The overall goal of these studies is improvement of communication by hearing-impaired listeners in adverse listening conditions. The long-term objective is to determine factors underlying speech intelligibility, especially in noise and reverberation. For many hearing-impaired listeners who are able to communicate in quiet listening conditions, verbal communication in noisy and reverberant rooms is very difficult. Much of the past effort in facilitating such communication has been directed toward: 1) delivering speech with reduced background noise and reverberation (assistive listening systems), 2) improving speech to noise ratios by selective amplification, and 3) enhancing speech cues. Further advances in selective amplification and speech enhancement techniques require better knowledge about the salience of acoustic cues in degraded listening conditions for hearing-impaired listeners. The proposed studies will focus on cues to vowel and consonant perception in undegraded and degraded listening conditions and specifically: 1) identification of naturally produced vowels by various talkers, 2) vulnerability of specific acoustic cues in computer generated vowel-like stimuli to degradation by either noise or reverberation, and 3) assessment of hierarchy of acoustic cues to voicing distinction in selected consonants, in undegraded and degraded conditions. In the first group of experiments, errors will be related to vowel parameters in individual productions. The understanding of factors underlying speech intelligibility of normal talkers has importance for audiological testing and rehabilitation. In the second group of experiments, vowel continua will be constructed. In each continuum, only one parameter will be a variable and the perceptual boundaries between vowel categories will be established. These boundaries will relate to the salience of the tested variable to degradations by either noise or reverberation. Information about the salience of acoustic cues is important for speech enhancement algorithms and for the formulation of speech perception models in degraded listening conditions. In the third group of experiments involving consonants, effectiveness of cue enhancement in degraded listening conditions will be assessed. Obtained data will also be useful in production of synthesized speech. As computer generated messages become more ubiquitous in listening environments, neither ideal listening conditions nor ideal listeners can be guaranteed. The provision of highly intelligible messages is indicated not only for listener comfort, but also, more importantly, for listener safety and welfare purposes.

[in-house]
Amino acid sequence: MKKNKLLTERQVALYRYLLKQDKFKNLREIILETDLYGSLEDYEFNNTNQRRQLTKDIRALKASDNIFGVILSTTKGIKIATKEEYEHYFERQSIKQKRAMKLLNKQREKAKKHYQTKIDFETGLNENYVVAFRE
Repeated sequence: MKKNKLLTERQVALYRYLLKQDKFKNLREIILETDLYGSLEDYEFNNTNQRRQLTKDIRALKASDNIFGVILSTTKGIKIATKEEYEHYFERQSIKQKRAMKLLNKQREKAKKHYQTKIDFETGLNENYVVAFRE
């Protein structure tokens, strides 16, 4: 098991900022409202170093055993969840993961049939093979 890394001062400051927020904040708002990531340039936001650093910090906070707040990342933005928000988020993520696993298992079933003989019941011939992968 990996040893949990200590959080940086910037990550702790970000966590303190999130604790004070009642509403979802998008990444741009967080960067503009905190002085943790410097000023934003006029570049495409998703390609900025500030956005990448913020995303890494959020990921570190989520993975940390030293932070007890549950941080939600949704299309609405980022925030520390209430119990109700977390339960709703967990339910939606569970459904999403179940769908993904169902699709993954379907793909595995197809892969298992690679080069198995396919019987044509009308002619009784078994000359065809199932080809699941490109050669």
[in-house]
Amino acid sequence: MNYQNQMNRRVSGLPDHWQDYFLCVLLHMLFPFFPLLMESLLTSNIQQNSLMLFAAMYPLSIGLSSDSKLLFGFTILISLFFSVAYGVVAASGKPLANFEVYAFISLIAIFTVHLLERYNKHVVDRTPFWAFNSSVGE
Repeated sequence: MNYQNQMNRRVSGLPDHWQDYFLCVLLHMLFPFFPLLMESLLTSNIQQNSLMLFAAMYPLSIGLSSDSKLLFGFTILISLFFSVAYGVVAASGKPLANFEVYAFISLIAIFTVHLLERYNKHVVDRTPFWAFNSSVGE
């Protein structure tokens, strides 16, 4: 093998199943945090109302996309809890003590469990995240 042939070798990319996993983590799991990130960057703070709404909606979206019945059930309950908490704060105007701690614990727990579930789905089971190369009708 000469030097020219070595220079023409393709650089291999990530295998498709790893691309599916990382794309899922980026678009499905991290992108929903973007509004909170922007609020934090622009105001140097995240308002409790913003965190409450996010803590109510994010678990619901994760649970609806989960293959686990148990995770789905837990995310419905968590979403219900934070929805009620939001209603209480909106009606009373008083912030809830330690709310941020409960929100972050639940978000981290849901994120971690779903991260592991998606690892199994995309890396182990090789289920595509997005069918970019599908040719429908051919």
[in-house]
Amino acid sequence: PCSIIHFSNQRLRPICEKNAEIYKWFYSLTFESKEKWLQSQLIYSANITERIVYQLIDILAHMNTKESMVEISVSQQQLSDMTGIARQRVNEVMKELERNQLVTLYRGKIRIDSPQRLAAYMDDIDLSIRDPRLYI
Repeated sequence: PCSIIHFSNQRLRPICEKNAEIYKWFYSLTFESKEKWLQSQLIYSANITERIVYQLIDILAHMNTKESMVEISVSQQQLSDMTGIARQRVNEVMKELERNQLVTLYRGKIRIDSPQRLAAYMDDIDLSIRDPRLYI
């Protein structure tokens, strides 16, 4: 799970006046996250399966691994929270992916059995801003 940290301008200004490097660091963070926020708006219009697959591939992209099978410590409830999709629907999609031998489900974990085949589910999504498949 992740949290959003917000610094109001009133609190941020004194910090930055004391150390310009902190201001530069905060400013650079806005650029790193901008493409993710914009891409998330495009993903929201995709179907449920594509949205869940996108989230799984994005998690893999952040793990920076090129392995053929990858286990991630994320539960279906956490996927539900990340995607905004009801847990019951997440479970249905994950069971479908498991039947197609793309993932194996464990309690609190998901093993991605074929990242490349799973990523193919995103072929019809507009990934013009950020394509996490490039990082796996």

National Institute of Health (NIH)
National Institute on Deafness and Other Communication Disorders (NIDCD)
Research Project (R01)
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Hearing Research Study Section (HAR)
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University of Tennessee Knoxville
Schools of Arts and Sciences
United States
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